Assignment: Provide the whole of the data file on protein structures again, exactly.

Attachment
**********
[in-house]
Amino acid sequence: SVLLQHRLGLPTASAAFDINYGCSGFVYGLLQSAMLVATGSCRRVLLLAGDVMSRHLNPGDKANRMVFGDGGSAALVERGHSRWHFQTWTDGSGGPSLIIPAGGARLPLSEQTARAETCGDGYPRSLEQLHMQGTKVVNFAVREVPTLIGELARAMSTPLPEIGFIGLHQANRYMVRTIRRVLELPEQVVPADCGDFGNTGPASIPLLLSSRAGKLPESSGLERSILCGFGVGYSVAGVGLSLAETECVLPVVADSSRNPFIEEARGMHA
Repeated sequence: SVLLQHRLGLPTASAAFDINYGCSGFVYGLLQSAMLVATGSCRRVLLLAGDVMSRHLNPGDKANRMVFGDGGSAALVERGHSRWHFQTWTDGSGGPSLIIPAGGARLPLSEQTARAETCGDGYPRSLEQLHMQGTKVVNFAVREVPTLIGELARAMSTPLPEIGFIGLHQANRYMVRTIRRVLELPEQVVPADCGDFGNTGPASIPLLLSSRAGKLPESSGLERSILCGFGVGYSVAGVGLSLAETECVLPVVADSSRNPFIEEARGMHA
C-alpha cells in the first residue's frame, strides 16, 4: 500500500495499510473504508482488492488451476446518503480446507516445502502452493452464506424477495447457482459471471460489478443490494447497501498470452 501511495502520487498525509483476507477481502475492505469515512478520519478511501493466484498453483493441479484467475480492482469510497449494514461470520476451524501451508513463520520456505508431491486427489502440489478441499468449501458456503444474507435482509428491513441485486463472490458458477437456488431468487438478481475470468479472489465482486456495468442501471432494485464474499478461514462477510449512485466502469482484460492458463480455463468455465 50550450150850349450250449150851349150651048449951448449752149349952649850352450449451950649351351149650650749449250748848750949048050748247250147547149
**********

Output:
[in-house]
Amino acid sequence: SVLLQHRLGLPTASAAFDINYGCSGFVYGLLQSAMLVATGSCRRVLLLAGDVMSRHLNPGDKANRMVFGDGGSAALVERGHSRWHFQTWTDGSGGPSLIIPAGGARLPLSEQTARAETCGDGYPRSLEQLHMQGTKVVNFAVREVPTLIGELARAMSTPLPEIGFIGLHQANRYMVRTIRRVLELPEQVVPADCGDFGNTGPASIPLLLSSRAGKLPESSGLERSILCGFGVGYSVAGVGLSLAETECVLPVVADSSRNPFIEEARGMHA
Repeated sequence: SVLLQHRLGLPTASAAFDINYGCSGFVYGLLQSAMLVATGSCRRVLLLAGDVMSRHLNPGDKANRMVFGDGGSAALVERGHSRWHFQTWTDGSGGPSLIIPAGGARLPLSEQTARAETCGDGYPRSLEQLHMQGTKVVNFAVREVPTLIGELARAMSTPLPEIGFIGLHQANRYMVRTIRRVLELPEQVVPADCGDFGNTGPASIPLLLSSRAGKLPESSGLERSILCGFGVGYSVAGVGLSLAETECVLPVVADSSRNPFIEEARGMHA
C-alpha cells in the first residue's frame, strides 16, 4: 500500500495499510473504508482488492488451476446518503480446507516445502502452493452464506424477495447457482459471471460489478443490494447497501498470452 501511495502520487498525509483476507477481502475492505469515512478520519478511501493466484498453483493441479484467475480492482469510497449494514461470520476451524501451508513463520520456505508431491486427489502440489478441499468449501458456503444474507435482509428491513441485486463472490458458477437456488431468487438478481475470468479472489465482486456495468442501471432494485464474499478461514462477510449512485466502469482484460492458463480455463468455465 50550450150850349450250449150851349150651048449951448449752149349952649850352450449451950649351351149650650749449250748848750949048050748247250147547149